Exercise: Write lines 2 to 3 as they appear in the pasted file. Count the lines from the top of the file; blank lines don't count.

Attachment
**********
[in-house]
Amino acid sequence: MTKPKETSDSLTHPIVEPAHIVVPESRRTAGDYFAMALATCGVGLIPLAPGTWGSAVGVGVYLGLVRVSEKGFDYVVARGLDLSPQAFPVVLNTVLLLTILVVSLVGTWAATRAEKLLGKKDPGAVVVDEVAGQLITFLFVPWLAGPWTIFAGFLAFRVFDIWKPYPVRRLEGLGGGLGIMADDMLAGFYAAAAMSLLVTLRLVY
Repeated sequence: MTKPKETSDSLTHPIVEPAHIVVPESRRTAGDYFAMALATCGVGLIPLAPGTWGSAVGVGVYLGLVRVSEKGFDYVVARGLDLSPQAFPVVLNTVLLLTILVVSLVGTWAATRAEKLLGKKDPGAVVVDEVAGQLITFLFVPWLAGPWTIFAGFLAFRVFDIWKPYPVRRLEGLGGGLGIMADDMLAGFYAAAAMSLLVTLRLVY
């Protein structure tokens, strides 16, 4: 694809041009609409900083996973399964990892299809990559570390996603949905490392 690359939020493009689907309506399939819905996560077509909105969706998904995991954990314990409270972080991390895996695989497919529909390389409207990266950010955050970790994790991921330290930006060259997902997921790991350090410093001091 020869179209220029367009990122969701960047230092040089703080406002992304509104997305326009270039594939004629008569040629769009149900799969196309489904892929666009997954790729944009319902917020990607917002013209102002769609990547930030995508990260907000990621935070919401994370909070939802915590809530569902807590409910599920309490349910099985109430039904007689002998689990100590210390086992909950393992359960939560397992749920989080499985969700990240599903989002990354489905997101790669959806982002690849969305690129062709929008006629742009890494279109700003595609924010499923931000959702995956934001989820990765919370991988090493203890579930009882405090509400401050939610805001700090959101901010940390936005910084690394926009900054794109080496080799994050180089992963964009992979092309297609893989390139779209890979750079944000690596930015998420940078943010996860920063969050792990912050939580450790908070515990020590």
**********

Amino acid sequence: MTKPKETSDSLTHPIVEPAHIVVPESRRTAGDYFAMALATCGVGLIPLAPGTWGSAVGVGVYLGLVRVSEKGFDYVVARGLDLSPQAFPVVLNTVLLLTILVVSLVGTWAATRAEKLLGKKDPGAVVVDEVAGQLITFLFVPWLAGPWTIFAGFLAFRVFDIWKPYPVRRLEGLGGGLGIMADDMLAGFYAAAAMSLLVTLRLVY
Repeated sequence: MTKPKETSDSLTHPIVEPAHIVVPESRRTAGDYFAMALATCGVGLIPLAPGTWGSAVGVGVYLGLVRVSEKGFDYVVARGLDLSPQAFPVVLNTVLLLTILVVSLVGTWAATRAEKLLGKKDPGAVVVDEVAGQLITFLFVPWLAGPWTIFAGFLAFRVFDIWKPYPVRRLEGLGGGLGIMADDMLAGFYAAAAMSLLVTLRLVY